In Strickland v. Washington, the United States Supreme Court issued a seminal holding that single-handedly rendered it nearly impossible for a capital defendant to demonstrate that he was the victim of ineffective assistance of counsel at the underlying trial or at sentencing. Indeed, due in substantial part to the fact that "Strickland was not intended to impose rigorous standards on criminal defense attorneys," the Court found ineffective assistance of counsel in only one case over the next sixteen years. Critically, however, during this time, both state and federal courts bore witness to some of the most horrific examples of death penalty representation in the history of criminal jurisprudence. Consequently, this Article will attempt to remedy the problem of ineffective assistance of counsel by proposing sweeping changes to: (1) the manner in which capital defendants are represented; and (2) the method by which their cases are reviewed on appeal.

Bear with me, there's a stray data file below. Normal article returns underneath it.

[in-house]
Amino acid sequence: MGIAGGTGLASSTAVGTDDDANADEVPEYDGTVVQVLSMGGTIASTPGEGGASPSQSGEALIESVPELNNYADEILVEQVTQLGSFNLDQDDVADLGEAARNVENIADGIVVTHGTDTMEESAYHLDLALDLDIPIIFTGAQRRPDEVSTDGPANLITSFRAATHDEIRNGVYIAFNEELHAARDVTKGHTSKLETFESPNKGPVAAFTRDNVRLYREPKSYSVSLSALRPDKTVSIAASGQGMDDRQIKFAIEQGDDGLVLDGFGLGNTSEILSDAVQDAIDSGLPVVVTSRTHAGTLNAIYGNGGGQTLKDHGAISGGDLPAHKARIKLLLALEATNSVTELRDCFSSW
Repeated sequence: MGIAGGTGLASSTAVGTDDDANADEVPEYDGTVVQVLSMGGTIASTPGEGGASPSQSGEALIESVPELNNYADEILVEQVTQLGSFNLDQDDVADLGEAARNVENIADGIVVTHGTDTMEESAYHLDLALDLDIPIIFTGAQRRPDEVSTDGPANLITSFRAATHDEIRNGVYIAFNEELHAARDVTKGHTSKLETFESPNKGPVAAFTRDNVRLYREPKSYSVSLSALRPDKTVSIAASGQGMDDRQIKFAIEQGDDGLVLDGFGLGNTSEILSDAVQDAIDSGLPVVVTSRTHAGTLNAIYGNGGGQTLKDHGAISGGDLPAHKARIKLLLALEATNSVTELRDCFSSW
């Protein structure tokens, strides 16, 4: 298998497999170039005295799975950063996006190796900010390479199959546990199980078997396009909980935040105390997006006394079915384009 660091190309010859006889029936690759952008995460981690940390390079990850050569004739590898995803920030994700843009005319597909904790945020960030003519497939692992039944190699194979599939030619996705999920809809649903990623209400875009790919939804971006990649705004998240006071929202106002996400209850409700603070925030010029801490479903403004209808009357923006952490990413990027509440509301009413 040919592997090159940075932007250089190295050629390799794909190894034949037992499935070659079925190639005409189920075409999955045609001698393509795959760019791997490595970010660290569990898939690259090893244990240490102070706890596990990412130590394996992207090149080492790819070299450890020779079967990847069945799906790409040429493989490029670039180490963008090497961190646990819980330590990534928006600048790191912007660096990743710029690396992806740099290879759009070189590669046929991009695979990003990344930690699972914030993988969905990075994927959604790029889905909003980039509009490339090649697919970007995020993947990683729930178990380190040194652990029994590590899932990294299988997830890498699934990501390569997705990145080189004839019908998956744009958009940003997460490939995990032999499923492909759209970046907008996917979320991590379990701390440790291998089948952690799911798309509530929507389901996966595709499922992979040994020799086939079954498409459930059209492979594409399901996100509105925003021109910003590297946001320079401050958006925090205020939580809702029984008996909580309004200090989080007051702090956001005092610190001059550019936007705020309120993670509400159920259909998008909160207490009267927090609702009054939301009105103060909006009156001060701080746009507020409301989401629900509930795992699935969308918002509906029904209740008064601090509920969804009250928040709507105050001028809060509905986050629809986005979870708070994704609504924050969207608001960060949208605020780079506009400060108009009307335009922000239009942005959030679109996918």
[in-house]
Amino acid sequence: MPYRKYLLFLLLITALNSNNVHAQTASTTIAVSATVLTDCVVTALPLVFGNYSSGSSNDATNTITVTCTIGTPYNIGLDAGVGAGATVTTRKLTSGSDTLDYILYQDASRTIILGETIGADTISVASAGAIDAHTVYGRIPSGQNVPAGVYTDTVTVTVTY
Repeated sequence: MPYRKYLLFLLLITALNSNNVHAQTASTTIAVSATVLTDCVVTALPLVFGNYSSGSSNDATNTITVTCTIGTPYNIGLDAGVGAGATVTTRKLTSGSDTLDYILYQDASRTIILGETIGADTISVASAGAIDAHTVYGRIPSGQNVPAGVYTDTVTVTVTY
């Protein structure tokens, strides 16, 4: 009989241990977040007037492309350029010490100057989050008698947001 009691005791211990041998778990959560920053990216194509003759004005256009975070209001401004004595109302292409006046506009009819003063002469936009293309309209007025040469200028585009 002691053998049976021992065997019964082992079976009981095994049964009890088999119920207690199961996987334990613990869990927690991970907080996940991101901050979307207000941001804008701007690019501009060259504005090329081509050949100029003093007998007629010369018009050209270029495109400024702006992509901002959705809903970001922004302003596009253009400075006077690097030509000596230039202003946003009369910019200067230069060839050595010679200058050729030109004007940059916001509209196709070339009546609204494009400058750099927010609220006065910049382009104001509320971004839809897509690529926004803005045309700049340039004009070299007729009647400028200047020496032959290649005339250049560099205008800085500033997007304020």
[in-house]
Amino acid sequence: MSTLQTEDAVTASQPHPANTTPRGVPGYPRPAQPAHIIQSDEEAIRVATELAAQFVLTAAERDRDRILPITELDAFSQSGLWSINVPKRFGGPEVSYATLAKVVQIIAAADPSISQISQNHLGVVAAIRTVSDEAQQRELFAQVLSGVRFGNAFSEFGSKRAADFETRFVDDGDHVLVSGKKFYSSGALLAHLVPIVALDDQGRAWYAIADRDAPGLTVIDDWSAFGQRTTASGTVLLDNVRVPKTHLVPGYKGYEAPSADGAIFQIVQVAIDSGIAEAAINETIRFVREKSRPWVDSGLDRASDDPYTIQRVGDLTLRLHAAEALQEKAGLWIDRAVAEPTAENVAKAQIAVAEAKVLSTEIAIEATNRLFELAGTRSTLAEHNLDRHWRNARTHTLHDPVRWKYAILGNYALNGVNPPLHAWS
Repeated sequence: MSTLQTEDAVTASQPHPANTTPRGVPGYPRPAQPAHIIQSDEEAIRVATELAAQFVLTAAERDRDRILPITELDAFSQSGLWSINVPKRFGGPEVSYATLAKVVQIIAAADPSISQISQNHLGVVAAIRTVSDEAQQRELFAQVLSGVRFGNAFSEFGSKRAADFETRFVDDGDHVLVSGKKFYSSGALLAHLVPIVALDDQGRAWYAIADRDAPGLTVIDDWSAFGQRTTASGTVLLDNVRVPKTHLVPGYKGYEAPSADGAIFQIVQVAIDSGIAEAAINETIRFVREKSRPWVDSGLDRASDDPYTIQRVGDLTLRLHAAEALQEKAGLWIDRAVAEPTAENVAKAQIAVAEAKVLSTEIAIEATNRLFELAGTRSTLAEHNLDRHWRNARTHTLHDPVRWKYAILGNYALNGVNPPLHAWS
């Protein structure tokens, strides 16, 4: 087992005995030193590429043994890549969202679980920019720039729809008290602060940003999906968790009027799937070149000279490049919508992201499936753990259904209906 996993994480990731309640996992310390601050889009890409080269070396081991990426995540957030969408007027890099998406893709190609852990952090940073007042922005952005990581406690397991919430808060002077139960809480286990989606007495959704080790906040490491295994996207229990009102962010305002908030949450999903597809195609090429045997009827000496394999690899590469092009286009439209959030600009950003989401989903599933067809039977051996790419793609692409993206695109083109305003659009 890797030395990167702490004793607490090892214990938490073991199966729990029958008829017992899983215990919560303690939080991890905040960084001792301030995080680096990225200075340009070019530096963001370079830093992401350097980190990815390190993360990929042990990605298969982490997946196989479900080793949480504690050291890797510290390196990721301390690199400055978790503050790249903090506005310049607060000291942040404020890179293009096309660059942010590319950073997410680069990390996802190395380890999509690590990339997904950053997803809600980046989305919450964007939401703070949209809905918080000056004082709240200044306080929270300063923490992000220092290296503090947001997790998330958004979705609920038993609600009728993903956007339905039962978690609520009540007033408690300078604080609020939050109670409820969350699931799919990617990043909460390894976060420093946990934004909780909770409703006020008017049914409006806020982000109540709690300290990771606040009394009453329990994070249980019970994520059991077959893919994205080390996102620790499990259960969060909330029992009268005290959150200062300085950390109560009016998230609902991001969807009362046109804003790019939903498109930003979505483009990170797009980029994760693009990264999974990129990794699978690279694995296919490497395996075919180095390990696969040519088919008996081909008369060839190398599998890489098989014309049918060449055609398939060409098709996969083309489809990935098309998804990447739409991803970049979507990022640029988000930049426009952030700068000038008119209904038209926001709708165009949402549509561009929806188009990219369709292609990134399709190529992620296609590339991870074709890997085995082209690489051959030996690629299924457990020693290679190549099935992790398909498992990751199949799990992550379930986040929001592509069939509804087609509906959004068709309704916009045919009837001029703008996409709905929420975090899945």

Establishing Guidelines for Attorney Representation of Criminal Defendants at the Sentencing Phase of Capital Trials,
Me. L. Rev.
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